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Click the Wheel of Colours to spin it and see which one you land on! The wheel is also fully editable so that it may be tailored to your own needs.

The wheel of colours, also known as the colour wheel picker, is a fundamental tool in the world of design and visual arts. It serves as a visual representation of the relationship between primary, secondary, and tertiary colours, making it an invaluable resource for artists, designers, and anyone who works with colours. Let's delve into the history and structure of the wheel of colours as well as discuss practical applications and ways to harness its potential in your creative projects.

Background to the Colour Wheel

The concept of a wheel of colours dates back to antiquity. The Greek philosopher Aristotle was among the first to explore the relationships between colours, theorising that they were created through the mixture of light and dark. His ideas laid the groundwork for the development of colour theory.

It was Sir Isaac Newton, however, who first constructed a colour wheel in 1666. After observing the dispersion of white light into a spectrum of colours through a prism, he arranged these colours in a circle to demonstrate the relationships between them. This led to the creation of the first colour wheel, a tool that has been adapted and refined throughout history.

Understanding the Wheel of Colours

The modern colour wheel consists of three primary colour groups: primary, secondary, and tertiary. Let's take a closer look at each group and their respective colours.

Primary Colours

The primary colours are red, blue, and yellow. These colours are considered the base colours, as they cannot be created by mixing other colours. Every other colour on the wheel can be formed through the combination of primary colours in varying proportions.

Secondary Colours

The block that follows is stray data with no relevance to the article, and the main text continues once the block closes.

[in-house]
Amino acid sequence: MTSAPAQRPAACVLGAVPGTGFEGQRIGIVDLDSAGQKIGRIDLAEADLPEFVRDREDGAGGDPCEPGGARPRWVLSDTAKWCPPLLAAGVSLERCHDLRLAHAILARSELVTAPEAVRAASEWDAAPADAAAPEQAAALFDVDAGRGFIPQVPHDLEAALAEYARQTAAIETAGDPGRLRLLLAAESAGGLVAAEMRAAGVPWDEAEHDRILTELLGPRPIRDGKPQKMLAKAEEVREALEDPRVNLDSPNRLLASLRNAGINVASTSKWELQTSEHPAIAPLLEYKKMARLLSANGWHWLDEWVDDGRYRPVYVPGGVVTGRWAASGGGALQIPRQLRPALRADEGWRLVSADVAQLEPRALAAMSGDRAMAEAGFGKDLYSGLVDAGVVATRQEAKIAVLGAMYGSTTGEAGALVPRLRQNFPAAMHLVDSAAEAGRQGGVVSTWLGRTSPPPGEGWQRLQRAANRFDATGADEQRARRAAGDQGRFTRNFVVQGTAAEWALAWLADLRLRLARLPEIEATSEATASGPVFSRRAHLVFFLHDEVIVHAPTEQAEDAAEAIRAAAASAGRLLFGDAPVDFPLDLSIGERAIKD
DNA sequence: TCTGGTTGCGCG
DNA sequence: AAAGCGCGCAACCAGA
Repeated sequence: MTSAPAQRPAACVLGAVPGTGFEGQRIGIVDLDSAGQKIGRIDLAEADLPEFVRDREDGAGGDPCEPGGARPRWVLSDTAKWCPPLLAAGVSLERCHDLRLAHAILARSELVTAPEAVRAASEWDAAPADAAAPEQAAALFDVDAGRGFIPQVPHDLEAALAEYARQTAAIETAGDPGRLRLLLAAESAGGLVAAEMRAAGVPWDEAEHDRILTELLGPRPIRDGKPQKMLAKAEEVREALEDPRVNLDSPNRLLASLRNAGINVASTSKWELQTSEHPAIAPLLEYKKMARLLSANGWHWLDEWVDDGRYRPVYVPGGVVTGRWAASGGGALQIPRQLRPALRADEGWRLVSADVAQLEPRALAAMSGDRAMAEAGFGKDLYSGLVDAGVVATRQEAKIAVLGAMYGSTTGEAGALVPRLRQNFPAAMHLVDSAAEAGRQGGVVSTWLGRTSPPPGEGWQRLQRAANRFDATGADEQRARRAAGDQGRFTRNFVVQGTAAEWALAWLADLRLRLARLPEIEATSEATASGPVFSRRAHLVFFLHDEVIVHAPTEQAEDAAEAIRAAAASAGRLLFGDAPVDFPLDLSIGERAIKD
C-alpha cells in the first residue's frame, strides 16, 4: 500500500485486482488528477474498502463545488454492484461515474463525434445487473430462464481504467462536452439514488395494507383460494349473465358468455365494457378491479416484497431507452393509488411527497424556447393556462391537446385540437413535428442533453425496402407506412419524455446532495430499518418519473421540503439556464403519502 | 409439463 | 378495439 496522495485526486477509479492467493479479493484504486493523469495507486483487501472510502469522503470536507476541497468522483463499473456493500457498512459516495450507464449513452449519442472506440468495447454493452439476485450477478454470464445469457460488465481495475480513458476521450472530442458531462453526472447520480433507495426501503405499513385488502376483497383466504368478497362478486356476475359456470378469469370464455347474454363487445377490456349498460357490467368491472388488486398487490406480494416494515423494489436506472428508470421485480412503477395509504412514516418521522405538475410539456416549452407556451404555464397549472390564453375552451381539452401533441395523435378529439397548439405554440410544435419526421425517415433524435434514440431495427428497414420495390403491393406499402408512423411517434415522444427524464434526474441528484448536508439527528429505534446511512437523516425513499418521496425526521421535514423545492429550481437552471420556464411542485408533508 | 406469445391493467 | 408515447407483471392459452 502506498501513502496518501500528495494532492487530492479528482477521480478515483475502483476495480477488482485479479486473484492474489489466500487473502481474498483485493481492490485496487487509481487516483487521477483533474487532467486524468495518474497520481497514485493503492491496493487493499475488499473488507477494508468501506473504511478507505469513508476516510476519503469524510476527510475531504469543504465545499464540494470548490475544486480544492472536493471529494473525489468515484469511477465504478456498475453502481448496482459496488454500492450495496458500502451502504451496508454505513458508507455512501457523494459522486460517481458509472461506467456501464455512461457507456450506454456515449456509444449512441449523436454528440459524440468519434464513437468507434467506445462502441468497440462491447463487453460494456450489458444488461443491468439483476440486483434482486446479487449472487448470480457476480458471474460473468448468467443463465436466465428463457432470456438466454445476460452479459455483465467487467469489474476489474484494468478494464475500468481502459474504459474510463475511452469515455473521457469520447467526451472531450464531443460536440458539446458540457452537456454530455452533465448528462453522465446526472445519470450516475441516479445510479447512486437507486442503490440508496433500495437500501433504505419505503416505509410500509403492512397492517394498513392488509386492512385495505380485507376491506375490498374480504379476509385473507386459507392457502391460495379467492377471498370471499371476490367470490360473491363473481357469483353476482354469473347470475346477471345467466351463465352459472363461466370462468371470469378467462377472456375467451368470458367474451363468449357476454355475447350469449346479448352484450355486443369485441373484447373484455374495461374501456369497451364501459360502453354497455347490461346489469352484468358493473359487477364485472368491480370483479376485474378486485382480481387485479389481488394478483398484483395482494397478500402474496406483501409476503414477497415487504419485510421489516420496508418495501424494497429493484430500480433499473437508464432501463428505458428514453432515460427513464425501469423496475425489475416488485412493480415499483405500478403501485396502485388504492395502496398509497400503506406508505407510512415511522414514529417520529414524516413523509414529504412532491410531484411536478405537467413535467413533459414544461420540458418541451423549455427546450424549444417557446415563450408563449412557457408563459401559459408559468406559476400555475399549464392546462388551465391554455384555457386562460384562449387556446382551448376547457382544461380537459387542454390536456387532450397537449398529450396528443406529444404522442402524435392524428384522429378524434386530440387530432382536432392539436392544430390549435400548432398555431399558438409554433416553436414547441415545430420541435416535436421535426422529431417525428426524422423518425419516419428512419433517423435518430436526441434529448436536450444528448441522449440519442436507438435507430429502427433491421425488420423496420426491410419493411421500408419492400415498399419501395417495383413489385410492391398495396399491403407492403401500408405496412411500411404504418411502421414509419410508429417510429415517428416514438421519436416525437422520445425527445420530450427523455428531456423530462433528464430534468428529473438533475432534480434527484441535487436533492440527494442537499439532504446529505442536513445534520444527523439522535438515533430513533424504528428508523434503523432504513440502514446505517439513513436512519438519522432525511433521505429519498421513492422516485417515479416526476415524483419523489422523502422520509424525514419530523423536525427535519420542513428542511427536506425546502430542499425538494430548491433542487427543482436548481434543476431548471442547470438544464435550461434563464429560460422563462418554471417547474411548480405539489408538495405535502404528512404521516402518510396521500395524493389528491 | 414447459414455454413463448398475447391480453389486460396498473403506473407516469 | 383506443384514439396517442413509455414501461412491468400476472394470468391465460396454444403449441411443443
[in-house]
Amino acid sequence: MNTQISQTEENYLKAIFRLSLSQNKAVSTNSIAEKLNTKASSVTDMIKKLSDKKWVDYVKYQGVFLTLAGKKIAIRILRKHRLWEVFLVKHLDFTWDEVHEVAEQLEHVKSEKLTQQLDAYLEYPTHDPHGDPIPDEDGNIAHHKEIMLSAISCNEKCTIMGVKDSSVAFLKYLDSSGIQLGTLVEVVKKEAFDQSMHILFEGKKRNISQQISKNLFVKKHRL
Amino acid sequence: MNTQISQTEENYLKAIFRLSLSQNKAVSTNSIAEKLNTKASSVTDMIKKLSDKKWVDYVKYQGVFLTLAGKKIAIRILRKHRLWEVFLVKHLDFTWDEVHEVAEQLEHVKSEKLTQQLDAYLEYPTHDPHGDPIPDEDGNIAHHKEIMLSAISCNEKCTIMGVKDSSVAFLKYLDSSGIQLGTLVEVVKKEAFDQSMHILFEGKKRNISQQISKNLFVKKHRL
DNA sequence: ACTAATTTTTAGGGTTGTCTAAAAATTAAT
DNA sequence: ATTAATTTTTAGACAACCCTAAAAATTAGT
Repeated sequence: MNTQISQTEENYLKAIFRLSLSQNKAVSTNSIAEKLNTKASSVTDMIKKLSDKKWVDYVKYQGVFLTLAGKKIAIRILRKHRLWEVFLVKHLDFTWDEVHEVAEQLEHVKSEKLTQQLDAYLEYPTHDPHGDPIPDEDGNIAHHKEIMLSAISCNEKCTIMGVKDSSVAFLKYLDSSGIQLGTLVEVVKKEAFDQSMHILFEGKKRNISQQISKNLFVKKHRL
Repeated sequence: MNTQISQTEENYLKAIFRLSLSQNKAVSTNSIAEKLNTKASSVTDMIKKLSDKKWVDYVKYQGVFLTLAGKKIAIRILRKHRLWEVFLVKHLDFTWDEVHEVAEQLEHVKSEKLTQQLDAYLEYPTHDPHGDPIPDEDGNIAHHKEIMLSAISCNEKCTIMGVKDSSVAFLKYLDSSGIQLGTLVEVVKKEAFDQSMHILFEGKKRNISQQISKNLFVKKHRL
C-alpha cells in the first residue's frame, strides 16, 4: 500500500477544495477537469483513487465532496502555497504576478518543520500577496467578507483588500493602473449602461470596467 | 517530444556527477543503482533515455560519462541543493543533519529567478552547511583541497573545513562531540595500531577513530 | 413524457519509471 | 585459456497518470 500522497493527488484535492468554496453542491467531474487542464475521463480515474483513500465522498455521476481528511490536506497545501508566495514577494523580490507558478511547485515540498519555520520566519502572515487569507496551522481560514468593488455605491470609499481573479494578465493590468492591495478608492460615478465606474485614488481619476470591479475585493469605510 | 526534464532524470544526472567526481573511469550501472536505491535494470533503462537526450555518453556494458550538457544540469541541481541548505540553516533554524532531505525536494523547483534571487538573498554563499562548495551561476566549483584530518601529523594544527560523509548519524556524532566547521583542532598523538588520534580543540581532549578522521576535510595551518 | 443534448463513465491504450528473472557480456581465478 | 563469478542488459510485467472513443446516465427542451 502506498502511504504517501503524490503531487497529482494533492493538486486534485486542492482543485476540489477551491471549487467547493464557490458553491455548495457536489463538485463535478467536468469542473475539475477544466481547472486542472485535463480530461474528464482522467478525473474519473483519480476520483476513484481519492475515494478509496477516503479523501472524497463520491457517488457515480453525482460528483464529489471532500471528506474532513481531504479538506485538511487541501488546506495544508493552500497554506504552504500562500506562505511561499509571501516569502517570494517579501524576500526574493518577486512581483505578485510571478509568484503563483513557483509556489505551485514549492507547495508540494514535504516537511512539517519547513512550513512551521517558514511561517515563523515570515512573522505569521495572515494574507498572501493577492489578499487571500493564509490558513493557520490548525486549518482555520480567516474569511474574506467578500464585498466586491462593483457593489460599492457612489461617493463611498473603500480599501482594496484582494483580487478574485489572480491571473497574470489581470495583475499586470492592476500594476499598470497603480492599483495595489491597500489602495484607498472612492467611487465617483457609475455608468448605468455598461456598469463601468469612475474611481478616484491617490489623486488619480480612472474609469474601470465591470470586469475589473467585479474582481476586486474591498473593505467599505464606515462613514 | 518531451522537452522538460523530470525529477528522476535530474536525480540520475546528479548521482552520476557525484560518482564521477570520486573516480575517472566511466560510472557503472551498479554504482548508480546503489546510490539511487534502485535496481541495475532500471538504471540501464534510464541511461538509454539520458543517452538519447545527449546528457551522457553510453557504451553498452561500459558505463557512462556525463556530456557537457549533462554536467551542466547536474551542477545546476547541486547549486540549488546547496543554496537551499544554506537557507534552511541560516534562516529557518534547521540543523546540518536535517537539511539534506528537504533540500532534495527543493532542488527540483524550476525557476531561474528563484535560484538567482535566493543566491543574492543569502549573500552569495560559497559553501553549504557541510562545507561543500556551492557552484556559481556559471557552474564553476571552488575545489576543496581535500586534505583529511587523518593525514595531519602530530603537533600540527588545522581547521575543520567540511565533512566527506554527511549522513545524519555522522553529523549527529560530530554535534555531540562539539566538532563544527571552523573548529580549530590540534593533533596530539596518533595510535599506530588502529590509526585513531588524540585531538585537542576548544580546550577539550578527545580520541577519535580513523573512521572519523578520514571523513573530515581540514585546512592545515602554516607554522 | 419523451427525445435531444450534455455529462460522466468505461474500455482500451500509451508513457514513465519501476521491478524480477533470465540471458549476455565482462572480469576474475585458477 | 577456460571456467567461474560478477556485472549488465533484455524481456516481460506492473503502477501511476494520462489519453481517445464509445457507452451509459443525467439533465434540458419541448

Secondary colours are formed by mixing equal parts of two primary colours. These include green (a mix of blue and yellow), orange (a mix of red and yellow), and purple (a mix of blue and red).

Tertiary Colours

Tertiary colours are created by mixing equal parts of a primary colour and an adjacent secondary colour. There are six tertiary colours: red-orange (vermilion), red-purple (magenta), blue-purple (violet), blue-green (teal), yellow-green (chartreuse) and yellow-orange (amber). You can see all of the above colours on the wheel of colours above. Spin the wheel (by clicking anywhere on it) to return one of these colours at random.

Colour Relationships and Harmonies

One of the primary benefits of the colour wheel is its ability to demonstrate the relationships between colours. By understanding these relationships, designers and artists can create visually appealing and harmonious colour schemes. Some of the most common colour relationships include:

Complementary Colours

Complementary colours are positioned directly opposite each other on the colour wheel. When used together, these colours create a striking contrast, making them a popular choice for creating visual interest. Examples of complementary colour pairs include blue and orange, red and green, and yellow and purple.

Analogous Colours

Analogous colours are adjacent to each other on the colour wheel. These colours often share a common hue and create a harmonious, soothing effect when used together. Examples of analogous colour schemes include blue-green, blue, and blue-purple or red, red-orange, and orange.